1. Oliveira-Campelo N, Rubens-Rebelatto J, Martin-Vallejo F, Alburquerque-Sendin F, Fernandez-de-las-penas C. The immediate effects of atlanto-occipital joint manipulation and suboccipital muscle inhibition technique on active mouth opening and pressure pain sensitivity over the latent myofascial trigger points in the masticatory muscles. JOSPT. 2010; 40(5): 310-3.
  1. Mansilla-Ferragut P1, Fernández-de-Las Peñas C, Alburquerque-Sendín F, Cleland JA, Boscá-Gandía JJ. Immediate effects of atlanto-occipital joint manipulation on active mouth opening and pressure pain sensitivity in women with mechanical neck pain. J Manipulative Physiol Ther. 2009 Feb;32(2):101-6.
  2. Shin B, Ha C, Song Y, Lee M. Effectiveness of acupuncture on temporomandibular joint dysfunction: a retrospective study. The American jornal of Chinese medicine. 2007; 35(2): 203-208.
  3. Gonzalez-Iglesias J, Cleland J, Neto F, Hall T, Fernandez-de-las-Penas C. Mobilization with movement, thoracic spine manipulation, and dry needling for the management of temporomandibular disorder: a prospective case series. Physiotherapy theory and practice. 2013; 29(8): 586-595.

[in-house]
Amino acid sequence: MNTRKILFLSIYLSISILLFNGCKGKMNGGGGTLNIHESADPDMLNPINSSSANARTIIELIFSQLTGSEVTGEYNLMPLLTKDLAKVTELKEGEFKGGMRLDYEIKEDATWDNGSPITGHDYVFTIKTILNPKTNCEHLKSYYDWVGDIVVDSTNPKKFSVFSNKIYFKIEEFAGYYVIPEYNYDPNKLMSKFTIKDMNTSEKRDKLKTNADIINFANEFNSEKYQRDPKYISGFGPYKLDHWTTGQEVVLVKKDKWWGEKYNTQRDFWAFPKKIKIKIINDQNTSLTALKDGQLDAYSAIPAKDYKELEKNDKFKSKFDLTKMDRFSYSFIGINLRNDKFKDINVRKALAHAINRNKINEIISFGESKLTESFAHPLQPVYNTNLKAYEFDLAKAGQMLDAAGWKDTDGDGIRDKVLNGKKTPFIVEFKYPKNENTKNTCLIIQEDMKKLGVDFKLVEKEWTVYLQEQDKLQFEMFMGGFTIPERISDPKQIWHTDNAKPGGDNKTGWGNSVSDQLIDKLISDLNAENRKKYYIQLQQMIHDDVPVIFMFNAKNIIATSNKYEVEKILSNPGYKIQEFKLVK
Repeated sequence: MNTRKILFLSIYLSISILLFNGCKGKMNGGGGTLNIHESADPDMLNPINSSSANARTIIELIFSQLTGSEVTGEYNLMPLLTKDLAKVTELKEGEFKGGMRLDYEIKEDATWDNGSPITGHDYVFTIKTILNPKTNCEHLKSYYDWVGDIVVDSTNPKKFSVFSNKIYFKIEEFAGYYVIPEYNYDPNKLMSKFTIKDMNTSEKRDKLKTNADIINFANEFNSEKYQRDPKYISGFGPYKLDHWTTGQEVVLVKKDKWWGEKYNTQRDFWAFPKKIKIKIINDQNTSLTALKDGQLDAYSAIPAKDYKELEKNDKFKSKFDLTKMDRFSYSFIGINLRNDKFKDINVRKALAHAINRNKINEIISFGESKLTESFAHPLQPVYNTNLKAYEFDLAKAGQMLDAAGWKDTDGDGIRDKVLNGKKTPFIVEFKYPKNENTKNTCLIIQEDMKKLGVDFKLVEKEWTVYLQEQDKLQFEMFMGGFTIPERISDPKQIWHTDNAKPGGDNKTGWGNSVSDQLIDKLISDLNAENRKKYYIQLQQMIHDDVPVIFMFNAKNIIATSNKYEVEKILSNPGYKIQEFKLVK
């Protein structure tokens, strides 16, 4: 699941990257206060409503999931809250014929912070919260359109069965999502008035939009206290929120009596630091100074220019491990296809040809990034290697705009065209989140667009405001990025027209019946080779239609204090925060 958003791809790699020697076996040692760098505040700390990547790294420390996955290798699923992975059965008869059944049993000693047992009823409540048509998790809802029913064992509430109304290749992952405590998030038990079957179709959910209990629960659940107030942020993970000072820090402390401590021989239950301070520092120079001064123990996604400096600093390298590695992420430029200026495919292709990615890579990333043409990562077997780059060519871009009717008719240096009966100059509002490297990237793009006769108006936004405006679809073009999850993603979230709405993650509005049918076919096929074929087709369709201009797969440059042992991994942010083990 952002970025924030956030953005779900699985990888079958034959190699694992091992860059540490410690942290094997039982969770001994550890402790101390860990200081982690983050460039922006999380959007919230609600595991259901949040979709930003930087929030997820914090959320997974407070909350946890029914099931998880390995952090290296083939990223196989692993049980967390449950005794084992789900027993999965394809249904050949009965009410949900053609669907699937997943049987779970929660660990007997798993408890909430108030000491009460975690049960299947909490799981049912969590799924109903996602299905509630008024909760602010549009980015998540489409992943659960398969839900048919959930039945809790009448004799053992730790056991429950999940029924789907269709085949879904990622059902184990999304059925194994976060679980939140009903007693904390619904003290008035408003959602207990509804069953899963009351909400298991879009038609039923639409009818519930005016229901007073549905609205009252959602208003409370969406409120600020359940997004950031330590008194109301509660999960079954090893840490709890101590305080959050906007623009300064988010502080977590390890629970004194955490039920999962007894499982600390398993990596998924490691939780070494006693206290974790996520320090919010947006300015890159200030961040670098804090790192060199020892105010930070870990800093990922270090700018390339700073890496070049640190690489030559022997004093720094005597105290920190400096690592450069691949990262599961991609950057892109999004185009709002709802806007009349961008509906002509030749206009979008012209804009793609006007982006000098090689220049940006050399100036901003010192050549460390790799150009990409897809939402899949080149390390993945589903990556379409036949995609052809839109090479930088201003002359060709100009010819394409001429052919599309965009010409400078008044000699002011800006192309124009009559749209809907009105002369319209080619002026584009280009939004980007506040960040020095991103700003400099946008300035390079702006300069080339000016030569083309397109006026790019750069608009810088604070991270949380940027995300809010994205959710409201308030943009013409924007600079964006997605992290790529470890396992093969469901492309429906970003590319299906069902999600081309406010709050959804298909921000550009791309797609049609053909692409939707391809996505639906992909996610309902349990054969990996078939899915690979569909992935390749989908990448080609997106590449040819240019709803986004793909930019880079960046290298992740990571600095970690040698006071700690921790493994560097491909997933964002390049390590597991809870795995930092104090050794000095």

1. Gonzalez-Perez L, Infante-Cossio P, Urresti-Lopez F. Treatment of temporomandibular myofascial pain with deep dry needling. Medicina Oral, Paologia Oral y Cirugia Bucal. 2012; 17(5): 781–e785.
  2. Fernández-Carnero J, et al. Short-term effects of dry needling of active myofascial trigger points in the masseter muscle in patients with temporomandibular disorders. Journal of Orofacial pain 2010; 24(1): 106.
  3. Furto E, Cleland J, Whitman J, Olson K. Manual physical therapy interventions and exercise for patients with temporomandibular disorders. Journal of craniomandibular practice. 2006; 24 (4): 1-9.